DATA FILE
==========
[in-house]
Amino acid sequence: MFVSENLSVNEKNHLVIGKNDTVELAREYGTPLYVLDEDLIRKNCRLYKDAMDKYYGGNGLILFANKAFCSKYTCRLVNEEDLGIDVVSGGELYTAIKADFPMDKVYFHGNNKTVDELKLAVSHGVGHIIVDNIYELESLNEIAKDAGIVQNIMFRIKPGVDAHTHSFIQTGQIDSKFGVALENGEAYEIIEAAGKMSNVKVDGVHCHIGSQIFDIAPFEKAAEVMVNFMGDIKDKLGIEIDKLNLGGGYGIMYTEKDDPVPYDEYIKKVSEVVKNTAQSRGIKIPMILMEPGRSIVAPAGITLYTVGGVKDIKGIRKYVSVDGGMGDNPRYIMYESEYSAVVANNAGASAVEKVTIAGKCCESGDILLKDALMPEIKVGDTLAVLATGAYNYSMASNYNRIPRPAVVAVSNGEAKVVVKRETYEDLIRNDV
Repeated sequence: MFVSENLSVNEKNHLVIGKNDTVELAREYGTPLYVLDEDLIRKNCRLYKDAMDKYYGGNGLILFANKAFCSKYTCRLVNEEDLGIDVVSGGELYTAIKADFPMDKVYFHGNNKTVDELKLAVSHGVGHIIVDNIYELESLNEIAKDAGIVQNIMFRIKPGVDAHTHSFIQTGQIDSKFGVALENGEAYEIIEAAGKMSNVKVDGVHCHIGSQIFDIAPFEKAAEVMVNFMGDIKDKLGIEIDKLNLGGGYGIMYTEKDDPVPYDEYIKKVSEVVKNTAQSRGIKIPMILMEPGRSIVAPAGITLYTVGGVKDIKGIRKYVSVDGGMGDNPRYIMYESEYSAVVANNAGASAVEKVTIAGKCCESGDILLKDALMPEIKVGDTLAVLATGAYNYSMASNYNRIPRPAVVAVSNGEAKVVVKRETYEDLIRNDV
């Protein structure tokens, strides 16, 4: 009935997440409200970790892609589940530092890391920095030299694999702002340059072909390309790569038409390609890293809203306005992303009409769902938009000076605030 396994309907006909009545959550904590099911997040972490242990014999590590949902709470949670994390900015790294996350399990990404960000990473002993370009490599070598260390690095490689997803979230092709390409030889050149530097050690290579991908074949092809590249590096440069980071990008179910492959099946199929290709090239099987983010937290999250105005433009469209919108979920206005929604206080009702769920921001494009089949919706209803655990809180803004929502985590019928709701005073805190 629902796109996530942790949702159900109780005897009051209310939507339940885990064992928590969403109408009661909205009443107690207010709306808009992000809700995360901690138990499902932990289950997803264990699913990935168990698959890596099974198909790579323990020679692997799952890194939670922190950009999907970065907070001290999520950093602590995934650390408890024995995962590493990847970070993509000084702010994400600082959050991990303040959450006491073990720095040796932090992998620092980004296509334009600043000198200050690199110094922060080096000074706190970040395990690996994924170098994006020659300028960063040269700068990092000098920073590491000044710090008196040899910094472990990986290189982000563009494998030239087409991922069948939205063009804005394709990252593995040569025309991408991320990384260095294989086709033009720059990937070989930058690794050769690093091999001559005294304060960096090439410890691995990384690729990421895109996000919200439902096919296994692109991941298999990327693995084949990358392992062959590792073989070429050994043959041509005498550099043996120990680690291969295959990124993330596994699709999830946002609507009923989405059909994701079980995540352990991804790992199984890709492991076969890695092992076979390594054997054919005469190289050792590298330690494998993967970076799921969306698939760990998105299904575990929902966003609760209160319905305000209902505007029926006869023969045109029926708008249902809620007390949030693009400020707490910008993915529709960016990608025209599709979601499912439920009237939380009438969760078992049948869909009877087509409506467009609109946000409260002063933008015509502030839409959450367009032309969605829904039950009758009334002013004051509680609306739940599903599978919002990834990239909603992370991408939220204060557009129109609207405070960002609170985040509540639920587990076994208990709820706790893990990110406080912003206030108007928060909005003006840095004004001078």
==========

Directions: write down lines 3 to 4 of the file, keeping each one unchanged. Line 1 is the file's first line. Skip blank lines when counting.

Repeated sequence: MFVSENLSVNEKNHLVIGKNDTVELAREYGTPLYVLDEDLIRKNCRLYKDAMDKYYGGNGLILFANKAFCSKYTCRLVNEEDLGIDVVSGGELYTAIKADFPMDKVYFHGNNKTVDELKLAVSHGVGHIIVDNIYELESLNEIAKDAGIVQNIMFRIKPGVDAHTHSFIQTGQIDSKFGVALENGEAYEIIEAAGKMSNVKVDGVHCHIGSQIFDIAPFEKAAEVMVNFMGDIKDKLGIEIDKLNLGGGYGIMYTEKDDPVPYDEYIKKVSEVVKNTAQSRGIKIPMILMEPGRSIVAPAGITLYTVGGVKDIKGIRKYVSVDGGMGDNPRYIMYESEYSAVVANNAGASAVEKVTIAGKCCESGDILLKDALMPEIKVGDTLAVLATGAYNYSMASNYNRIPRPAVVAVSNGEAKVVVKRETYEDLIRNDV
């Protein structure tokens, strides 16, 4: 009935997440409200970790892609589940530092890391920095030299694999702002340059072909390309790569038409390609890293809203306005992303009409769902938009000076605030 396994309907006909009545959550904590099911997040972490242990014999590590949902709470949670994390900015790294996350399990990404960000990473002993370009490599070598260390690095490689997803979230092709390409030889050149530097050690290579991908074949092809590249590096440069980071990008179910492959099946199929290709090239099987983010937290999250105005433009469209919108979920206005929604206080009702769920921001494009089949919706209803655990809180803004929502985590019928709701005073805190 629902796109996530942790949702159900109780005897009051209310939507339940885990064992928590969403109408009661909205009443107690207010709306808009992000809700995360901690138990499902932990289950997803264990699913990935168990698959890596099974198909790579323990020679692997799952890194939670922190950009999907970065907070001290999520950093602590995934650390408890024995995962590493990847970070993509000084702010994400600082959050991990303040959450006491073990720095040796932090992998620092980004296509334009600043000198200050690199110094922060080096000074706190970040395990690996994924170098994006020659300028960063040269700068990092000098920073590491000044710090008196040899910094472990990986290189982000563009494998030239087409991922069948939205063009804005394709990252593995040569025309991408991320990384260095294989086709033009720059990937070989930058690794050769690093091999001559005294304060960096090439410890691995990384690729990421895109996000919200439902096919296994692109991941298999990327693995084949990358392992062959590792073989070429050994043959041509005498550099043996120990680690291969295959990124993330596994699709999830946002609507009923989405059909994701079980995540352990991804790992199984890709492991076969890695092992076979390594054997054919005469190289050792590298330690494998993967970076799921969306698939760990998105299904575990929902966003609760209160319905305000209902505007029926006869023969045109029926708008249902809620007390949030693009400020707490910008993915529709960016990608025209599709979601499912439920009237939380009438969760078992049948869909009877087509409506467009609109946000409260002063933008015509502030839409959450367009032309969605829904039950009758009334002013004051509680609306739940599903599978919002990834990239909603992370991408939220204060557009129109609207405070960002609170985040509540639920587990076994208990709820706790893990990110406080912003206030108007928060909005003006840095004004001078």